Research leads to new discoveries about structure of human hair

January 28, 2016
To distinguish between the different regions of hair, the scientists had to use a very small x-ray beam at the NSLS.

A recent study on the detailed micro-structure of human hair reveals new details about the structure of a single strand of human hair, including new models of the molecular arrangements in two different regions of a hair. The study, published in the November 30, 2015 issue of the journal Scientific Reports, describes a technique that opens new opportunities for researchers to use synchrotron x-ray techniques for the study of a range of biological samples.

The research was done at the National Synchrotron Light Source (NSLS), a source of extremely bright x-rays that operated at the U.S. Department of Energy's Brookhaven National Laboratory from 1982-2014. It has since been replaced by NSLS-II, a new DOE Office of Science User Facility that produces x-ray beams 10,000 times brighter than its predecessor facility.

"The method used here—spatially resolved x-ray micro-diffraction—could be used to study all types of mammalian hair to look for differences and similarities across species and human ethnic groups, and could also have commercial applications," said NSLS-II physicist Kenneth Evans-Lutterodt, who helped conduct the research at NSLS with Vesna Stanic, a scientist at the Brazilian Synchrotron Light Laboratory.

The work was a follow-up from a previous study exploring the physical properties of commercial hair products. Before attempting to study the effects of these multi-component products on hair, Stanic and Evans-Lutterodt were curious to understand the molecular arrangements of untreated hair. So they began by collecting samples from young males who had never chemically treated their hair.

Kenneth Evans-Lutterodt worked to strengthen techniques for micro-beam diffraction at NSLS.

Stanic, a small angle x-ray scattering (SAXS) expert, and Evans-Lutterodt, a micro-beam diffraction expert, then developed an experimental configuration and technique at beamline X13B of NSLS that allowed them to get good quality data on hair.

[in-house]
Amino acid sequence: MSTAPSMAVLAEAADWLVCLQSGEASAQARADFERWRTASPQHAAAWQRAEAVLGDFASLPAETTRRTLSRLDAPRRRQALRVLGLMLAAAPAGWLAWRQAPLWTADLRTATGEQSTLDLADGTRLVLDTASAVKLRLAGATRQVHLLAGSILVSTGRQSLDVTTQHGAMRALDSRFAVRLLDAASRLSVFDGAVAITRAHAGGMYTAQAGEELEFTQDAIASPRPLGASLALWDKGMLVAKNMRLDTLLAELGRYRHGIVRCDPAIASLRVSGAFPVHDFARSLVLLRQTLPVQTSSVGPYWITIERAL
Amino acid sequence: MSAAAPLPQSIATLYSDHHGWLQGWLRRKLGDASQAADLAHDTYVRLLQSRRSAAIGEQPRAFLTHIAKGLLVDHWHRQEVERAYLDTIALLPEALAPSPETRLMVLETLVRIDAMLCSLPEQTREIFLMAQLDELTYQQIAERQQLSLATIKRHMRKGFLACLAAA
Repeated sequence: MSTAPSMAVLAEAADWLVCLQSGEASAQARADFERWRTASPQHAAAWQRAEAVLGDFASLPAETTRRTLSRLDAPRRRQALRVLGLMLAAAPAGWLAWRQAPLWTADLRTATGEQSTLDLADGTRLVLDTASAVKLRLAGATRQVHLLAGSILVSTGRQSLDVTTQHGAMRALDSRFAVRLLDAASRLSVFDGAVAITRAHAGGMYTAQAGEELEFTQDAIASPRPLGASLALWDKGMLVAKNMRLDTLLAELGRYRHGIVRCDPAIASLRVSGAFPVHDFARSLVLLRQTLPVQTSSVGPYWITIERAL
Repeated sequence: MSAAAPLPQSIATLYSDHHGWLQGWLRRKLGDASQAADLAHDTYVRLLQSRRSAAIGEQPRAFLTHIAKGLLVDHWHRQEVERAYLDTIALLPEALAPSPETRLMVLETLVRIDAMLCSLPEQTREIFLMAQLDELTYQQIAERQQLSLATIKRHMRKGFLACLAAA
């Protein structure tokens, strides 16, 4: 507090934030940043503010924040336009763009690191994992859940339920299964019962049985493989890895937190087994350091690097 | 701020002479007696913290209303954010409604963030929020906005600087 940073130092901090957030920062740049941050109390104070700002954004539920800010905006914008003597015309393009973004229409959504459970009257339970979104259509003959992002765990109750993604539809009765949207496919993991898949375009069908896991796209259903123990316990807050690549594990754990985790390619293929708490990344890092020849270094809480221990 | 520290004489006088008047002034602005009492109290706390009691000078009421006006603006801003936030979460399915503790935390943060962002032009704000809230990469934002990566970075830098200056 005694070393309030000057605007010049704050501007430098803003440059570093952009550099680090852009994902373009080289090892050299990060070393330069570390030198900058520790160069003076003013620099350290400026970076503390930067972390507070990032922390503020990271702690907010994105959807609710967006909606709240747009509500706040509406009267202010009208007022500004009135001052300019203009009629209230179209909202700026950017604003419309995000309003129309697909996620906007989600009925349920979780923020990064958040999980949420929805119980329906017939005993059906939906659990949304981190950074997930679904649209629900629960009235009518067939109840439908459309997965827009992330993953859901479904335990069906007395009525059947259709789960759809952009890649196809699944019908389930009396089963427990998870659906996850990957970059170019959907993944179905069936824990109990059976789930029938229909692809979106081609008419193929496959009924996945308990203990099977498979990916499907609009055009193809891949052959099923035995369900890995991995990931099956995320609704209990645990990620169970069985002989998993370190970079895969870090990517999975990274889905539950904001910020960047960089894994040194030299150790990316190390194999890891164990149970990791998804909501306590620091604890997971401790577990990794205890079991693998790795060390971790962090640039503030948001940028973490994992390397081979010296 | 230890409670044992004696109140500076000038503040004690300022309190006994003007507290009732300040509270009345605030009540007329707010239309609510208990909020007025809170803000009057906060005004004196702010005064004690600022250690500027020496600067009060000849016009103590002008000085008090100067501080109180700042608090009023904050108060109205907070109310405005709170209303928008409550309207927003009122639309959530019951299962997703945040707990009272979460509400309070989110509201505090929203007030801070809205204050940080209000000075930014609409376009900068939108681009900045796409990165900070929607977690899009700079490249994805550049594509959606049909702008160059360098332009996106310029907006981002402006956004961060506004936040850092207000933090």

Two techniques were key to this experiment. First, the scientists cut cross-sections of the hairs that were just 30-microns thick. Beaming x-rays along the axis of these thin "disk" samples allowed them to obtain separate signals from different regions of the hair.

Using an x-ray kinoform lens, they created an x-ray beam with extremely narrow dimensions—a mere 300 nanometers, or billionths of a meter—smaller than any previously reported experiments on hair. The kinoform lens was fabricated with the help of Aaron Stein of the Center for Functional Nanomaterials (CFN) at Brookhaven Lab.

"Very few x-ray diffraction experiments have used small x-ray beams on a single hair," Evans-Lutterodt said. "Also, the elements that make up hair—carbon, oxygen and hydrogen—produce weak scattering signals. These low signal levels made it a challenge to distinguish between the regions of hair, because they have very similar, but not identical structures."

With these techniques, the team resolved the molecular structure of each of the three known regions of —the cuticle, the cortex and the medulla—and discovered a completely new region between the cortex and the cuticle. They refer to this new region as the intermediate region. In this region, the alpha-keratin molecules that make up hair acquire an ordered orientation, as opposed to being randomly positioned as they are in the cortex. Additionally, the scientists discovered that the cuticle has a diffraction signal—a type of x-ray derived "fingerprint"—that is characteristic of beta-keratin sheets, and quite different from the spaghetti-like alpha-keratin form found in the cortex.

The researchers expect to continue their work both in Brazil and in the U.S., possibly at NSLS-II. They would like to look at hair from different ethnicities, as well as hair from different species, and ultimately, compare those findings to hair that has been treated with commercial products.

"We hope to use NSLS-II because brighter beams will allow us to have better spatial resolution, provide a better signal to noise ratio, and help us study more samples from different species more quickly," Stanic said.

The techniques developed for this research will also advance the capabilities of x-ray imaging to help optimizing the usefulness of NSLS-II for studying other biological samples.

Explore further: First NSLS-II X-ray images hint at science to come

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NoStrings
5 / 5 (1) Jan 28, 2016
I can see what got Ken interested in hair research :-)

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